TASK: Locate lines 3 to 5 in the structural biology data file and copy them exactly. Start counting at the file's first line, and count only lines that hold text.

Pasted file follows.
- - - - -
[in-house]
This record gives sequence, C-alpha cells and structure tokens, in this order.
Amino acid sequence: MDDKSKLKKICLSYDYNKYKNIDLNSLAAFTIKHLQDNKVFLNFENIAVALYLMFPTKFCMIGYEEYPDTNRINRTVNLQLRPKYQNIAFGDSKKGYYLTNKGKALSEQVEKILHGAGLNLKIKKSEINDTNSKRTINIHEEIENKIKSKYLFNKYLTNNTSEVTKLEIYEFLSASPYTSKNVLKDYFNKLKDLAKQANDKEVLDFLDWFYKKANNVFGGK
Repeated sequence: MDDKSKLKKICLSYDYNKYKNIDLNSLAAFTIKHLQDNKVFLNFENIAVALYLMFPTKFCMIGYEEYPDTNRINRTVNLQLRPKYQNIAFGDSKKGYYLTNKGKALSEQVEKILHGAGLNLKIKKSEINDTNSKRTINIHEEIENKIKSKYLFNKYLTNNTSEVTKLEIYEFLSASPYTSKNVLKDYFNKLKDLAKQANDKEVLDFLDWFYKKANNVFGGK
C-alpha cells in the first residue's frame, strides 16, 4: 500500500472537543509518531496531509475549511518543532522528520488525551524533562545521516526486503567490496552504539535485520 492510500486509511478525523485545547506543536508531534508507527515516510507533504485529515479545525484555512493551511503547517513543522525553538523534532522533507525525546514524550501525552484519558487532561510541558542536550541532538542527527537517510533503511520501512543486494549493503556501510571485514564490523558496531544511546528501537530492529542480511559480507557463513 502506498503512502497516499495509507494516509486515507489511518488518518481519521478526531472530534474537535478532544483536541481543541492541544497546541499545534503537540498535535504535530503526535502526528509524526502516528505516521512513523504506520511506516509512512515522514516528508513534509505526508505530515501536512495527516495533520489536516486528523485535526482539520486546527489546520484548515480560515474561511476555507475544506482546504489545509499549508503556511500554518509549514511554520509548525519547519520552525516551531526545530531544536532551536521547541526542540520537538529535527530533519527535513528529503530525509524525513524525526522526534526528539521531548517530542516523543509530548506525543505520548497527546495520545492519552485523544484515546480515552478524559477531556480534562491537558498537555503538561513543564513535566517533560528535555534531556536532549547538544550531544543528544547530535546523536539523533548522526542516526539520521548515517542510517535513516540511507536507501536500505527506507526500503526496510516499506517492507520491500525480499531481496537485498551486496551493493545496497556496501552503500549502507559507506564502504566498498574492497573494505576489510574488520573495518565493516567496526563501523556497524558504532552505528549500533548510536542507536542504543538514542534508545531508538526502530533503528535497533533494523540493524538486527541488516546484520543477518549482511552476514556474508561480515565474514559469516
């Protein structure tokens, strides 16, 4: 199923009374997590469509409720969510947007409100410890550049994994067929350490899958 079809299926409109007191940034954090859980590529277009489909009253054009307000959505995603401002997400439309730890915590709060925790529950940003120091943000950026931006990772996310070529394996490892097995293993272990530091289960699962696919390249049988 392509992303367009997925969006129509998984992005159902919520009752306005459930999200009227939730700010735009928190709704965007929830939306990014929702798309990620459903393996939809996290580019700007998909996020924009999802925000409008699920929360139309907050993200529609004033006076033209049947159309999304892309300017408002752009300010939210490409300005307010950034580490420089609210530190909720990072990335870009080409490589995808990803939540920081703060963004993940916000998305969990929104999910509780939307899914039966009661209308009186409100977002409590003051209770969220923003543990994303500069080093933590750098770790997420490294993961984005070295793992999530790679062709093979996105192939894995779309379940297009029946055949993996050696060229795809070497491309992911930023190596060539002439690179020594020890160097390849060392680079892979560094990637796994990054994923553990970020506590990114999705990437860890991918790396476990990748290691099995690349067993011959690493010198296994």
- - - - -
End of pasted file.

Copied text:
Amino acid sequence: MDDKSKLKKICLSYDYNKYKNIDLNSLAAFTIKHLQDNKVFLNFENIAVALYLMFPTKFCMIGYEEYPDTNRINRTVNLQLRPKYQNIAFGDSKKGYYLTNKGKALSEQVEKILHGAGLNLKIKKSEINDTNSKRTINIHEEIENKIKSKYLFNKYLTNNTSEVTKLEIYEFLSASPYTSKNVLKDYFNKLKDLAKQANDKEVLDFLDWFYKKANNVFGGK
Repeated sequence: MDDKSKLKKICLSYDYNKYKNIDLNSLAAFTIKHLQDNKVFLNFENIAVALYLMFPTKFCMIGYEEYPDTNRINRTVNLQLRPKYQNIAFGDSKKGYYLTNKGKALSEQVEKILHGAGLNLKIKKSEINDTNSKRTINIHEEIENKIKSKYLFNKYLTNNTSEVTKLEIYEFLSASPYTSKNVLKDYFNKLKDLAKQANDKEVLDFLDWFYKKANNVFGGK
C-alpha cells in the first residue's frame, strides 16, 4: 500500500472537543509518531496531509475549511518543532522528520488525551524533562545521516526486503567490496552504539535485520 492510500486509511478525523485545547506543536508531534508507527515516510507533504485529515479545525484555512493551511503547517513543522525553538523534532522533507525525546514524550501525552484519558487532561510541558542536550541532538542527527537517510533503511520501512543486494549493503556501510571485514564490523558496531544511546528501537530492529542480511559480507557463513 502506498503512502497516499495509507494516509486515507489511518488518518481519521478526531472530534474537535478532544483536541481543541492541544497546541499545534503537540498535535504535530503526535502526528509524526502516528505516521512513523504506520511506516509512512515522514516528508513534509505526508505530515501536512495527516495533520489536516486528523485535526482539520486546527489546520484548515480560515474561511476555507475544506482546504489545509499549508503556511500554518509549514511554520509548525519547519520552525516551531526545530531544536532551536521547541526542540520537538529535527530533519527535513528529503530525509524525513524525526522526534526528539521531548517530542516523543509530548506525543505520548497527546495520545492519552485523544484515546480515552478524559477531556480534562491537558498537555503538561513543564513535566517533560528535555534531556536532549547538544550531544543528544547530535546523536539523533548522526542516526539520521548515517542510517535513516540511507536507501536500505527506507526500503526496510516499506517492507520491500525480499531481496537485498551486496551493493545496497556496501552503500549502507559507506564502504566498498574492497573494505576489510574488520573495518565493516567496526563501523556497524558504532552505528549500533548510536542507536542504543538514542534508545531508538526502530533503528535497533533494523540493524538486527541488516546484520543477518549482511552476514556474508561480515565474514559469516